Therefore, it is absurd („il est idiot”) to suggest that it could be perceived as an insult to all believers. First of all, because they themselves often make use of blasphemy. And secondly, because one only feels offended when the insult or mockery is aimed at something personal or intimate.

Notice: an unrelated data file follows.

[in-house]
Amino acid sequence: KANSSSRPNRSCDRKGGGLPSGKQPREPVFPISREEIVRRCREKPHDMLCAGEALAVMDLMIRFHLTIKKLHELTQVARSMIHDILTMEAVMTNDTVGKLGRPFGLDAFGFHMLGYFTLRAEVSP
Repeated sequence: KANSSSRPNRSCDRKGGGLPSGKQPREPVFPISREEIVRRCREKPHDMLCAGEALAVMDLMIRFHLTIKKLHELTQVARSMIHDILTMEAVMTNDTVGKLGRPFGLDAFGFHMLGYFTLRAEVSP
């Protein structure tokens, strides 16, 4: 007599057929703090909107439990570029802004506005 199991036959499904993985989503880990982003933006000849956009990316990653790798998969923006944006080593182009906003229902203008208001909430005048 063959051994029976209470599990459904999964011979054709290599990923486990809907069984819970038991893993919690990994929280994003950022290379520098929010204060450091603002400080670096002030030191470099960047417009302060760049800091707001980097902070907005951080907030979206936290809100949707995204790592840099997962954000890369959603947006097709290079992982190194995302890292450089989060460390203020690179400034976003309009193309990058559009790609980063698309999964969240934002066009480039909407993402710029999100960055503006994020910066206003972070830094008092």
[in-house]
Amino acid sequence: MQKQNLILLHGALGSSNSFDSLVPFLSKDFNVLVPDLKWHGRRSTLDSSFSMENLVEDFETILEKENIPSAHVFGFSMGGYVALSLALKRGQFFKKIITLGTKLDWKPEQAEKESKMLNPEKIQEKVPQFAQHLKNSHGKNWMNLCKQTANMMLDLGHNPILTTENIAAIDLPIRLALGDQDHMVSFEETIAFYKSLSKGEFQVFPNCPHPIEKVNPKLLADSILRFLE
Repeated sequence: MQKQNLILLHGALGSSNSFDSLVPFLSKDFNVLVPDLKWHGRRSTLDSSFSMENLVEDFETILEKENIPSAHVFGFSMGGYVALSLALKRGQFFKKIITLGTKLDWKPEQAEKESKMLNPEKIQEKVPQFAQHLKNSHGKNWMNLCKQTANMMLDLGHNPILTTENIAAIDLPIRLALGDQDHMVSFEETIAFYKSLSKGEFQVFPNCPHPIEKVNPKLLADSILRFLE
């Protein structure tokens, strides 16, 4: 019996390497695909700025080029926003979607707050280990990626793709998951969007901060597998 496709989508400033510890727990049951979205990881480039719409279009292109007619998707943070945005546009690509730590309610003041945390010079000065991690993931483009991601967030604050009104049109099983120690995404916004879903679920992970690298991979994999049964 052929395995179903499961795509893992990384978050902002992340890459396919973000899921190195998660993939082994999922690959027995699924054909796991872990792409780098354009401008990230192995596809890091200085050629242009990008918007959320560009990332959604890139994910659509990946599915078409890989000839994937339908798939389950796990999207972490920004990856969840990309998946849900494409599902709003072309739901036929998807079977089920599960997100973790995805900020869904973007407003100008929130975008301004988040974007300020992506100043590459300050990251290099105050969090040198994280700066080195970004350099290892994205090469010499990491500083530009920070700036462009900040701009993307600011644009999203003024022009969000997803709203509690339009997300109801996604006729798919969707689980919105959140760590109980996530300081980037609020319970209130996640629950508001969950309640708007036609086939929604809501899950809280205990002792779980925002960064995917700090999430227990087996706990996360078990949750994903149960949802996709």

However, blasphemy is not aimed at the personal God of every believer, but rather at God’s public persona, the embodiment of the dogma intended to be imposed on all. On the other hand, it’s easy to understand why blasphemy sends the religious authorities into a rage. In many countries, they have even declared it to be a crime punishable with the death penalty. Blasphemy causes a small part of the divine power to falter – the power whose eternal guardians they want to be, and which they have declared to be absolute. The crime of blasphemy makes clear the deeply totalitarian essence of religious power. North Korea has its labour camps, religions have the crime of blasphemy. In both cases, the individual under threat of punishment is called upon to identify body and soul with power and its representatives, and to feel offended when this power is mocked or challenged. In a democracy, the right to blasphemy must be protected and inviolable, like all other forms of peaceful challenges to power. It is one of the many forms of the freedoms of expression and thought. It is a universal principle.